50TH COMMEMORATIVE ISSUE NOW AVAILABLE! SHOP HERE

Records

Mott The Hoople

by Ben Edmonds on June 01, 1974

MOTT THE HOOPLE 

 THE HOOPLE 

 (COLUMBIA) 

 June 1974

Right away I like this album. I like it because it’s Mott the Hoople, a band that could probably please me just by farting with the slightest degree of sincerity: After years of performing for an audience that almost seemed limited to those who already got their albums free, the situation is at last in the hands of the cash & carry crowd. Which is exactly where it should be. For the first time I don’t have to try and sell you on Mott the Hoople, and parties aren’t very much fun until somebody else shows up. 

 But this is also the first Mott album that they couldn’t make basically on their own time. It’s the first time that they’ve had to wrestle with the pressure of a demand for their product: recording deadlines, release dates that mechanically mesh with tour dates, having everybody from the janitor to the label president wondering where that next album is. Thinking three steps ahead of yourself is hard, a task made no easier when you’re also trying to work somebody new (guitarist Ariel Bender) into the present. Mott’s summation: crazed drive, riding the crests of energy waves. This might begin to explain why I get the feeling that The Hoople is the album where Mott’s stylization catches up with them. Nearly every song on it makes reference, if not to a specific song, then to a specific time period in the band’s multi-faced past. The crescendo effect on “Through the Looking Glass” is kissing-cousin close to “Hymn for the Dudes”; the piano/organ dominance of “Alice” seems to hark back to more Dylanesque days (and is a lyrical bedmate of Ian Hunter’s previous New York songs. “Angel of Eighth Avenue” and “Whizz Kid”); at first glance, “Trudi’s Song” seems like the ballad you’ll find once on every Mott album. 

 But this line of criticism holds water only for those who’ve been part of the battle long enough to be able to see the strategy. Which really only means that The Hoople is a summation of the last five years, one final glance back down the runway in recognition of the fact that they’ve taken past directions about as far as they could go. To the latecomers (i.e., the majority of the people who’ll buy this record) it’ll just seem like good music. 

 
Even when you’ve accepted that, though, there are still songs that leap from the surroundings and take you by the throat. “Marionette” is yet another “stardom is pain” expostulation, but is certainly the best -- and hopefully the last -- word on the subject. You’ll be tempted to dub it “theatrical,” but it’s theatre like a horse stampede. It romps through its paces with both fists clenched -- “Don’t gamble with my life/Or you won’t live to do it twice” -- pushed till it dissolves, with some assistance from sax impresario Andrew Mackay (of the ever-popular and dangerous Roxy Music). But “Crash Street Kids” churns up the most maniacal electrothrust on the entire album, with Ariel Bender and drummer Buffin absolutely searing an intro that is nearly everything this or any other rock & roll band should be. I’m hoping it’s a harbinger of things to come.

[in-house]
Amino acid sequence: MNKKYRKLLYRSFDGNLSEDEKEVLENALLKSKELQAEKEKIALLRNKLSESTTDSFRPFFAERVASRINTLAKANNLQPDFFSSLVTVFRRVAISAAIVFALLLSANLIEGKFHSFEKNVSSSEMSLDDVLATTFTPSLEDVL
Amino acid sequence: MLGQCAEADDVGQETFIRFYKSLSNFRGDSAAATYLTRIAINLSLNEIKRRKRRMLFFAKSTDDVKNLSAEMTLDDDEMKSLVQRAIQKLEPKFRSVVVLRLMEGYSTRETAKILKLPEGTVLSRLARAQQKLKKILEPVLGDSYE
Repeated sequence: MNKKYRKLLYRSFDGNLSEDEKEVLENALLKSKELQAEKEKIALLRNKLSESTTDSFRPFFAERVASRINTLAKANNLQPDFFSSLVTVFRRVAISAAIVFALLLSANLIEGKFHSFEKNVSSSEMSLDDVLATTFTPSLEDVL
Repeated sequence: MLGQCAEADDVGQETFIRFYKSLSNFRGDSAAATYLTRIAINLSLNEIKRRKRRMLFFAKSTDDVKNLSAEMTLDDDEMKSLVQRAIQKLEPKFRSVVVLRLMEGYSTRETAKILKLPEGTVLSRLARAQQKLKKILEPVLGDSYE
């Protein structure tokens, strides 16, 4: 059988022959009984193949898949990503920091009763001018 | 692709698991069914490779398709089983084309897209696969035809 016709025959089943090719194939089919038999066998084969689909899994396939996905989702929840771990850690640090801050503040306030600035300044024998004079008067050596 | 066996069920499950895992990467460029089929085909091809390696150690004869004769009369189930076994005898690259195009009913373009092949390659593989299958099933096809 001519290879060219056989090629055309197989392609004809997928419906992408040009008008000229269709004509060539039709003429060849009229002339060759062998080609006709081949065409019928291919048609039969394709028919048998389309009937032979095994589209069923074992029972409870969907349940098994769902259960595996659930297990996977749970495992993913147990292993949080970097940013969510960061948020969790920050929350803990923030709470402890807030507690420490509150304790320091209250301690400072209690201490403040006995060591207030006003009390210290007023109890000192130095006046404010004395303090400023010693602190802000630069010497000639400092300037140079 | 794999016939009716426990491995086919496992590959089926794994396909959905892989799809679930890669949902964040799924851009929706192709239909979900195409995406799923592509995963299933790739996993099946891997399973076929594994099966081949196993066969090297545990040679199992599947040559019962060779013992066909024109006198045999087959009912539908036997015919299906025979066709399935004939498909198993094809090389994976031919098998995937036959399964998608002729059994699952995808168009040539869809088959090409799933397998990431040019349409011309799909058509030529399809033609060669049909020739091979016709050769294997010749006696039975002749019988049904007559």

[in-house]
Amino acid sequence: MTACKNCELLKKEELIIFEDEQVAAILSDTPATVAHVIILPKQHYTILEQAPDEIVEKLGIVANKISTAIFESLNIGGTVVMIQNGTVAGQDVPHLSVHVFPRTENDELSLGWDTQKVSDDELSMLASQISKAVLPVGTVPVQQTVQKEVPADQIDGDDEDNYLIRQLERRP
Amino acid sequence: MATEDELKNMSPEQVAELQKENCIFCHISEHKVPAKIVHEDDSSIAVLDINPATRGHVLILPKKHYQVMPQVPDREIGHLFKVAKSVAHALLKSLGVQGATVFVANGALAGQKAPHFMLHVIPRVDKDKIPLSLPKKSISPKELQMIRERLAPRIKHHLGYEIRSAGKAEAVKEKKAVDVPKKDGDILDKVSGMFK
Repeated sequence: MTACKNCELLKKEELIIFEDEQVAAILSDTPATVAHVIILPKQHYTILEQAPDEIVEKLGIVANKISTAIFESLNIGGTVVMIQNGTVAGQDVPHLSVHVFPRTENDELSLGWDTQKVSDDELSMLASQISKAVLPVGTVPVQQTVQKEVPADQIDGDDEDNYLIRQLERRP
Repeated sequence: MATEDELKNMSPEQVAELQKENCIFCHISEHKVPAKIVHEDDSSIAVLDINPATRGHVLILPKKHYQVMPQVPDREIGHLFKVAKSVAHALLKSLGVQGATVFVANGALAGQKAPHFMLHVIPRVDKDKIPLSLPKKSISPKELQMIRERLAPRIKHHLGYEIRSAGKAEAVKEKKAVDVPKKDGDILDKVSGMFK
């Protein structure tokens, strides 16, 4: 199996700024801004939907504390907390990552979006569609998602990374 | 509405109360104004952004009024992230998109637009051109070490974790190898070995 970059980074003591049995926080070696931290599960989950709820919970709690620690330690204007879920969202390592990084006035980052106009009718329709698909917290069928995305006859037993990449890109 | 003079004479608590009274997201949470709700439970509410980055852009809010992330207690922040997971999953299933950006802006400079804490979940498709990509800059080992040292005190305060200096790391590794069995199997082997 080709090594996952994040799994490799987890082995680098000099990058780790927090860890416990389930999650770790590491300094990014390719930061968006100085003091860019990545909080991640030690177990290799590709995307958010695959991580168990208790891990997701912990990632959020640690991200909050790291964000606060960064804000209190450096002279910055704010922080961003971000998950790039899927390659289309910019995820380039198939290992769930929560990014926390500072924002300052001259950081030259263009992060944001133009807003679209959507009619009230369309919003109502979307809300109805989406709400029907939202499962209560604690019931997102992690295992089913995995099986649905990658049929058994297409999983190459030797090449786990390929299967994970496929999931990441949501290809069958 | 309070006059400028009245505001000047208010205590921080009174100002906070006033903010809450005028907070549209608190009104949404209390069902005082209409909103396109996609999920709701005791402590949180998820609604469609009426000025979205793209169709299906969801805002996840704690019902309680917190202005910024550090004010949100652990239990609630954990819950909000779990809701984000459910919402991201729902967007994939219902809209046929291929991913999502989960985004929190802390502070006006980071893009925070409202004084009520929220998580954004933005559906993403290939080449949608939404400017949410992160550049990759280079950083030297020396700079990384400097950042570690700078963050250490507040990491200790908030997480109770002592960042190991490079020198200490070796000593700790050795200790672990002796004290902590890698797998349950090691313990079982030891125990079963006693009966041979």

Though the preoccupation of The Hoople is with themselves, in the midst of the mirror lies a pretty clear picture of English Rock, circa 1974. “Golden Age of Rock ‘n’ Roll” might sound like any other standard reenactment of past sweat ‘n’ glory, were it not for the band’s consistent personality imprint and a production that just gets better and better at giving an illusion of depth. “Pearl ‘n’ Roy” is infectious pub-stomp filtered through “See My Baby Jive” (with another tip o’ the hat to Mr. Mackay), but the definitive Anglopop knockout is “Roll Away the Stone.” Though it’s been slightly altered from its English hit version (Bender dubbed another guitar figure over Mick Ralphs’ original track, and for reasons known only to Ian Hunter the same was done with the girl’s voice in the bridge), but the effect is the same: You can dance to it, sing to it, or play imaginary SRO concerts to it. Knock yourself out; they do. 

 The addition of Ariel Bender was an A-plus move, though undoubtedly more so than staunch Mick Ralphs fans will be able to admit at first. He’s undeniably an awkward guitarist, but his redemption lies in the fact that he’s not just playing a riff but straining for an idea. He may start out on wobbly legs, but he usually overtakes the idea just in time to make it work. He’ll probably come off even better given raunchier surroundings; his guitar has that crazed drive that should be riding the crest of wave after energy wave.

 Even though there’s very little here that’s breathtakingly new, there’s even less that isn’t engaging enough to make that irrelevant. Once they’ve fully come to grips with their situation (as opposed to singing about coming to grips with it) -- and with the regenerative shot that Ariel Bender’s already beginning to provide -- you can bet that Mott the Hoople will give more heads the old 360-degree turnaround than even they’ve dreamed of. With the Hoople. They’ll have to settle for just being better than practically everybody else.
BACK TO TOP